I also think the drop on Disney+ is really interesting, and the only way this would actually help their service is if they are still struggling to keep their subscribers with the lack of content. I know that has been an issue with the service since the end of The Mandalorian. I know I paused my subscription after that show and The World According to Jeff Goldblum ended their seasons. Onward would make more people interested in returning to it (but I’m a physical media fan so not I!). In that case, it would make sense to save Disney+ with the early inclusion of Onward.

So what do you think? Is putting Onward on home video and Disney+ the right more or is Disney setting up a significant loss of revenue? Let me know/Drop a comment below!

 

-Kyle A. Goethe

Black Widow Delayed Indefinitely

COVID-19 has finally claimed a Marvel movie. It looks like Marvel has removed Black Widow from their release date of May 1st. The Scarlett Johansson-starring superhero film is just the latest tentpole film removed from release. Disney also removed The Personal History of David Copperfield from their Searchlight Pictures banner and The Woman in the Window from 20th Century Studios from their scheduled dates.

These films join other Disney-owned films like Mulan, The New Mutants, and Antlers.

To be fair, this isn’t an easy choice and one that doesn’t appear to be up to the company after forced closings in several states as well as Regal and AMC’s decision to shut down for the time being. This isn’t entirely up to the studios nor is it up to the movie theaters.

Now, I’ve been saying since all this coronavirus stuff has been building that we need to take it seriously. I’m not out there panic buying food and supplies (I’m looking at you TP-buyers) but I firmly believe that we need to be making smart decisions moving forward until this situation is over. That means social distancing and not going to places that we don’t need to go. Let me be completely clear on this: we do not NEED to be going to the cinema right now. Trust me, I feel like I NEED to be going to the movies, and my own birthday was a few days ago, and I didn’t go to the theater. In any given week, I’m at the theater 2-4 times, so if I’m saying our theaters should be closed and we shouldn’t be going, then that really means something.

So yes, good on Disney for playing it smart and removing these films from their schedule. Disney is losing billions right now from their parks and film releases, so I’m happy that they are moving films off the schedule in the interest of public health (and their pocketbooks).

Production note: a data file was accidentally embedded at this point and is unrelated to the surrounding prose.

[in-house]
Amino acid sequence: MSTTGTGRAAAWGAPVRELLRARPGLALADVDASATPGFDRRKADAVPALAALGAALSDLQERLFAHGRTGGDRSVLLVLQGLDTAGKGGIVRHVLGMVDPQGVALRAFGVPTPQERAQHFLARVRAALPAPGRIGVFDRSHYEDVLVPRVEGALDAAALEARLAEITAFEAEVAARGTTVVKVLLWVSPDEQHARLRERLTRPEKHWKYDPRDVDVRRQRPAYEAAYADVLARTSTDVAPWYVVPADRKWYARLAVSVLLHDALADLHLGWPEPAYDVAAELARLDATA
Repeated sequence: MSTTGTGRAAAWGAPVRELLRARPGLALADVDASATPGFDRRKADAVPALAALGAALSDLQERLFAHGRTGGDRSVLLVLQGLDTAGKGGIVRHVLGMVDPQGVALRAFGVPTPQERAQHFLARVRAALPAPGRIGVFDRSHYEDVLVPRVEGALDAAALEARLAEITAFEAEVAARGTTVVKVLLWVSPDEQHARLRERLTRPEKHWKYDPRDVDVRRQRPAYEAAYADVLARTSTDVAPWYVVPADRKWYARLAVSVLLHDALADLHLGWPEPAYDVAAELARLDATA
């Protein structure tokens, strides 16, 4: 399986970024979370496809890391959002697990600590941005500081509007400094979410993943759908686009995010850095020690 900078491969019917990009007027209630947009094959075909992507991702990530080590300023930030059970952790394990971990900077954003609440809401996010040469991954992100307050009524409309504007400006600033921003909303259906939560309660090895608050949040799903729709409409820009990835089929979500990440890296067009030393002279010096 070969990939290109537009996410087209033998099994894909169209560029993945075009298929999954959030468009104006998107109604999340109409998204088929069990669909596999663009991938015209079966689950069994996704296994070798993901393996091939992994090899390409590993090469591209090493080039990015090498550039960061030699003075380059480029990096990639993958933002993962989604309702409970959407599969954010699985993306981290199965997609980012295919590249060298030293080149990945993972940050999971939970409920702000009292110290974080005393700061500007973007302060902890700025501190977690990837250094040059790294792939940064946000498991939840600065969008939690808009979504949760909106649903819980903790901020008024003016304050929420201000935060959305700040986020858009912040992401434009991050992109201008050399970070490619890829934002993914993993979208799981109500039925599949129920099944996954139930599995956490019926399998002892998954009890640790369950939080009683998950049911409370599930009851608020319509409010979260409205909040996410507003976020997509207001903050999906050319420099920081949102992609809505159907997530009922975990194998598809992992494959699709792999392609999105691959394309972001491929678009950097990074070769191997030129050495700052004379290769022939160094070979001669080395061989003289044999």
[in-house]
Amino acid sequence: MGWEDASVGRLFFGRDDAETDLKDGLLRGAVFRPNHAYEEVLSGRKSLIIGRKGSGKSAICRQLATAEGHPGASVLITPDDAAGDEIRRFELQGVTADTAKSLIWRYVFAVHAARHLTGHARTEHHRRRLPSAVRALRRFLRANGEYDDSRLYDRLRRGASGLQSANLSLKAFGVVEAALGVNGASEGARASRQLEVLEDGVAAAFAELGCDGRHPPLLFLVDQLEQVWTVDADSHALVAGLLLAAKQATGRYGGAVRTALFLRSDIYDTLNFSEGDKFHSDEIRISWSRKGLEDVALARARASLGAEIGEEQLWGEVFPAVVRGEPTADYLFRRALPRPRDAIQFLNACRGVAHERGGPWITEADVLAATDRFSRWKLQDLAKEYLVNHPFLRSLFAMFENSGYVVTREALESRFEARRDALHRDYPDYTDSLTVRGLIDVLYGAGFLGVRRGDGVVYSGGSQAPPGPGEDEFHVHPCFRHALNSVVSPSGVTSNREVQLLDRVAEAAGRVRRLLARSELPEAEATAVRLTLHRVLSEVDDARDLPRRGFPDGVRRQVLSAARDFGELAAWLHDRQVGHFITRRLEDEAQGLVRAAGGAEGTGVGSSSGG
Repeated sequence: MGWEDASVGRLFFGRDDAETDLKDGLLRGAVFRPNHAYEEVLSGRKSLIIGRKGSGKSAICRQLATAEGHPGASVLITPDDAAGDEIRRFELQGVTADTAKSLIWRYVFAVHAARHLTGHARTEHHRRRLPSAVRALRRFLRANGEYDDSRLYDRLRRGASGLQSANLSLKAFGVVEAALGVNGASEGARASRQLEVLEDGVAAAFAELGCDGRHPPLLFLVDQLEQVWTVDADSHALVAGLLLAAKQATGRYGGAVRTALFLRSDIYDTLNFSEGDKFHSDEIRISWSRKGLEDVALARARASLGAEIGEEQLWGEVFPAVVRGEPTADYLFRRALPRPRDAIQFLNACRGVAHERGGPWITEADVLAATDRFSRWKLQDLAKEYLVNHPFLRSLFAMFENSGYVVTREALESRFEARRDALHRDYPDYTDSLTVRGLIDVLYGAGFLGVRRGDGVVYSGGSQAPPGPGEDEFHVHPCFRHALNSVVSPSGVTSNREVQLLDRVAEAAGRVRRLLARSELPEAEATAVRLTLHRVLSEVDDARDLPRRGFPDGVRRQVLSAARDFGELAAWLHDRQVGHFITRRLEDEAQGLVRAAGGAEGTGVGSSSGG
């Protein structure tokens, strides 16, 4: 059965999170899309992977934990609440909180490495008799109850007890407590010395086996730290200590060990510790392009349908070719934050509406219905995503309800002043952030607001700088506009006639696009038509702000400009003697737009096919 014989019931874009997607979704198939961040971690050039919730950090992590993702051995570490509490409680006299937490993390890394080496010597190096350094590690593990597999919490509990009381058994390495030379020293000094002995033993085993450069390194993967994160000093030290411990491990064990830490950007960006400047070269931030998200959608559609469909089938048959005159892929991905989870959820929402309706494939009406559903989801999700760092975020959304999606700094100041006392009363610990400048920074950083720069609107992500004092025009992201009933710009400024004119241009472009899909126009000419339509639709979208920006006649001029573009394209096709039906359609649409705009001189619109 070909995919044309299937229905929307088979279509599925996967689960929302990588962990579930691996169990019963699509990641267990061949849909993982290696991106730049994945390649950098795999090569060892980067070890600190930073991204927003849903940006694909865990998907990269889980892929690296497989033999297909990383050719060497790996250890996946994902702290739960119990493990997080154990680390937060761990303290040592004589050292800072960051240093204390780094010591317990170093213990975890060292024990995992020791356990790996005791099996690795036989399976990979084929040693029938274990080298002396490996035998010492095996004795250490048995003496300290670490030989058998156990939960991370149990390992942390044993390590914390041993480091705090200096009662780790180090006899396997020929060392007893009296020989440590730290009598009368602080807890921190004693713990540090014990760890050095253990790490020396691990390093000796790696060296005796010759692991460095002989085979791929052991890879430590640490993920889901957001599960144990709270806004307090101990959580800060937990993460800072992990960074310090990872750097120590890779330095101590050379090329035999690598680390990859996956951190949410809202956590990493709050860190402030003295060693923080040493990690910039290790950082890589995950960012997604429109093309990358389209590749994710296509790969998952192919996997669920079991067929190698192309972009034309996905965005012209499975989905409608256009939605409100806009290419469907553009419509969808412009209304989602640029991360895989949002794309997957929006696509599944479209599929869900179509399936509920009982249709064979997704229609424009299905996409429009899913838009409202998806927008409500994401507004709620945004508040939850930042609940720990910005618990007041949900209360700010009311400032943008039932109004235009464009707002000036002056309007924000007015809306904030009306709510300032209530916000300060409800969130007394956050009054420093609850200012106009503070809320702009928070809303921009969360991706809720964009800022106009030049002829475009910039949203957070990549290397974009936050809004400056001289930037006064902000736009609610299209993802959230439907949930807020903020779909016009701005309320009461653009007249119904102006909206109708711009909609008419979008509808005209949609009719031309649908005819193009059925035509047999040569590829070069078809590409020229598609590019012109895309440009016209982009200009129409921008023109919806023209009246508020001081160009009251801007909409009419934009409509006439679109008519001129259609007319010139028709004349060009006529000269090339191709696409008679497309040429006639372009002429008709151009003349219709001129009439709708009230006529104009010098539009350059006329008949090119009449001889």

Now, what do you think? I’m hearing people clamoring for Black Widow to be released directly on Disney+, but that will never happen as Disney would lose tens of millions of dollars, so do you think the early delay of this film seems like a good idea, and when do you feel like we’ll actually see Black Widow? Let me know/Drop a comment below!

 

-Kyle A. Goethe

 

Netflix Nabs New Adam McKay-Penned Don’t Look Up

Deadline is reporting that Netflix has nabbed the rights for the upcoming Adam McKay-penned Don’t Look Up, a comedy that is set to star Jennifer Lawrence in the lead role. News of the film has circulated since late last year, and it seems that Netflix is on board now to get this film made.

The film will tell the story of two astronomers who use a media tour to warn the Earth of an meteor set to destroy all life.

The movie is set to release later this year with McKay on board as producer. There is nothing in the report about McKay directing.

The idea seems intriguing, and the Netflix nab could work well for it. I’m just really curious about the tone of the film. Adam McKay’s writing lately has been truly satirical and less campy, but this film being pitched as a comedy also makes me wonder if it will be closer in tone to Anchorman or Talladega Nights. Now, of course, the big difference between Anchorman and The Big Short is the element of improvisation. Lawrence is not known for her improv, so I would assume the satirical quality of films like The Big Short and Vice will be what we’re going to see here.

So what do you think? Is Don’t Look Up the kind of movie you would watch on Netflix or is this a hard pass? Let me know/Drop a comment below!

 

-Kyle A. Goethe